In terms of recommended daily allowances (RDA) the same amount of camel's milk has 8 per cent Vitamin A; 8 per cent B1 (Thiamin); 25 per cent Riboflavin (B2); and 310 per cent RDA of Vitamin B. Is it any wonder it is known for its health benefits?
Camel milk is also produced in Al Ain, by Al ain Dairy
Milk, however, isn't the only product from the camel that's proving a hit in the UAE market. The world's first camel milk chocolate was launched in October 2008, by Al Nassma Chocolate. A total of 136 years after milk chocolate was invented; camel milk chocolate arrived on the market. The chocolate comes in five different flavours: 'Arabia' flavoured with local spices; date; macadamia nuts; orange; and 70 per cent cocoa. There is also a praline range filled with pistachio, nougat and coffee cream. Gold-foiled hollow camels have become a trademark product.
Al Nassma set itself out from the start as a luxury brand, and claimed it will never be available in supermarkets and will only be sold in its own dedicated outlets. One of these is based in Umm Nahad, on the dessert outskirts of Dubai and the site of the Camelicious factory, while the chocolates are also sold as far away as Japan. “Al Nassma is a unique product that encapsulates the spirit of Arabia and Dubai. Our product development for this exclusive chocolate has been meticulous and we have chosen only the finest ingredients to make sure we develop a premium product,” Martin van Almsick, General Manager of Al Nassma said at the launch of Camelicious chocolate.
Camel milk, on the other hand, has been marketed in a very different way. It’s been pushed into the majority of grocery and supermarket outlets in the UAE and aimed at a mass market. A brand of camel milk called ‘Camelaitis’ is also produced at Al Ain Dairy, and it used to onc produce camel milk icecream, which failed to take off at the time. However the company says it has plans to relaunch the product in the near future.
Camel milk could soon be used to make coffee too. Researchers at the UAE University in Al Ain, have noticed that it holds stiff foam, much more so than cow’s milk does. As a result local researchers have been looking into the development of camel milk powder, specially-designed for making cappuccinos.
At the university's Department of Food Science in the Faculty of Food and Agriculture, scientists have developed a process to produce camel milk cappuccino powder. This was tested on consumers in a sensory study, which determined that camel milk powder had similar properties to other products used in the production of cappuccinos. Cappuccinodrinkers liked the camel-milk version better because of its creamy taste, and the fact that the stable foam stayed atop their hot beverages for longer. The product has yet to be released, but when it does it will benefit both camel milk farmers, as well as the UAE dairy industry. And the camel milk industry is set to grow even more in coming years. In July of last year, the European Commission officially approved the safety and quality processes used in its production, and stated that UAE camel milk falls into line with the European Union (EU) health and food standards. This year, the UAE intends to export camel milk products to Europe and aims to be amongst one of the first suppliers of the product to the EU. An EU committee for registration of non-members' products has been scheduled to visit the region this year after a UAE file for safety and quality was submitted.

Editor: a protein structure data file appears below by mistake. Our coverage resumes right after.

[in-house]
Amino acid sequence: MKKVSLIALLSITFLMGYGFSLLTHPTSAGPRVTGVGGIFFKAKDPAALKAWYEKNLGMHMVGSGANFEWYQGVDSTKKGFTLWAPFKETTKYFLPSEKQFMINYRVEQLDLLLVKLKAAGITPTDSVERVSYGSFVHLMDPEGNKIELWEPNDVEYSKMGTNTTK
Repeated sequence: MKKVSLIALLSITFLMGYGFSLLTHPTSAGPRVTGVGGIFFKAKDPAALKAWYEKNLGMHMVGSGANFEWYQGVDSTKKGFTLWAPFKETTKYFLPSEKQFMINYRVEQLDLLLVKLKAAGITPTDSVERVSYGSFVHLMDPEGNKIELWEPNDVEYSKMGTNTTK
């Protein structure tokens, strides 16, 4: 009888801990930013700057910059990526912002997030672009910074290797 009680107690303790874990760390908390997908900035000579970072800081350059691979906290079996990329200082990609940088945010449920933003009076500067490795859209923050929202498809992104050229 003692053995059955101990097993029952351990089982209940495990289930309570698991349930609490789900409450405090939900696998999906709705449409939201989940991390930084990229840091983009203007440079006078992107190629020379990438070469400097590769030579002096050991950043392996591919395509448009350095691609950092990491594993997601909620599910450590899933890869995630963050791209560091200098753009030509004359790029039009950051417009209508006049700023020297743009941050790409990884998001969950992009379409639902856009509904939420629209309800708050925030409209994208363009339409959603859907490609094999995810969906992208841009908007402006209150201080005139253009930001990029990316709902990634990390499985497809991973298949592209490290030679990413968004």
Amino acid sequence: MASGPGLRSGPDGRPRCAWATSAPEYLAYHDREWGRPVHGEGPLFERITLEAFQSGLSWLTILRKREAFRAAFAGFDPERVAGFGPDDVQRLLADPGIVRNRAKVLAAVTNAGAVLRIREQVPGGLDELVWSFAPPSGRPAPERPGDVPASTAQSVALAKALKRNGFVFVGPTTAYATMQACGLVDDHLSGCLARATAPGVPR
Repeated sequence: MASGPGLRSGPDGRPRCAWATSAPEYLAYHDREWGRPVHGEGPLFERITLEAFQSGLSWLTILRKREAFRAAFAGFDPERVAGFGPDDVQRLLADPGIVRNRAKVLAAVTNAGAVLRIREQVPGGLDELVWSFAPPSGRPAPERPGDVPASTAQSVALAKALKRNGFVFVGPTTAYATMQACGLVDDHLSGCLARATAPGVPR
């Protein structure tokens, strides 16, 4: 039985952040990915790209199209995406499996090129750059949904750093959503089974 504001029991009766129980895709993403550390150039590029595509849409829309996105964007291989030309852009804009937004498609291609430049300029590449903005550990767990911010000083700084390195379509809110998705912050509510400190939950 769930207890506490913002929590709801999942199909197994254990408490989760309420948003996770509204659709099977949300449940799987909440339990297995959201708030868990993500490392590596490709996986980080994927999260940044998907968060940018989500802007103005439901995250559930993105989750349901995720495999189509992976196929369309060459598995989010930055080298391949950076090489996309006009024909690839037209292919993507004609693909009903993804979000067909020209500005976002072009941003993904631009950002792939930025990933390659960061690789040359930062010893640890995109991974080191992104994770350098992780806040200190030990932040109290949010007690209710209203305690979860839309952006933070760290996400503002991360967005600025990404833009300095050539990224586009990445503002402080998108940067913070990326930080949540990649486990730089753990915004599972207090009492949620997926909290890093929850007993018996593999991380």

The future looks bright for food produced from the ‘ships of the desert’ (a term used to describe camels because of their ability to travel for long distances without water). Who knows what other benefits might also be found in the future, as studies on camel milk are on-going. Scientists are even considering the possibility that it could be used in the treatment of AIDS, as well as diabetes and coronary heart disease, but this has yet to be proven scientifically. One thing’s for sure however a glass of camel milk certainly packs a mean punch in terms of your health and it tastes good too.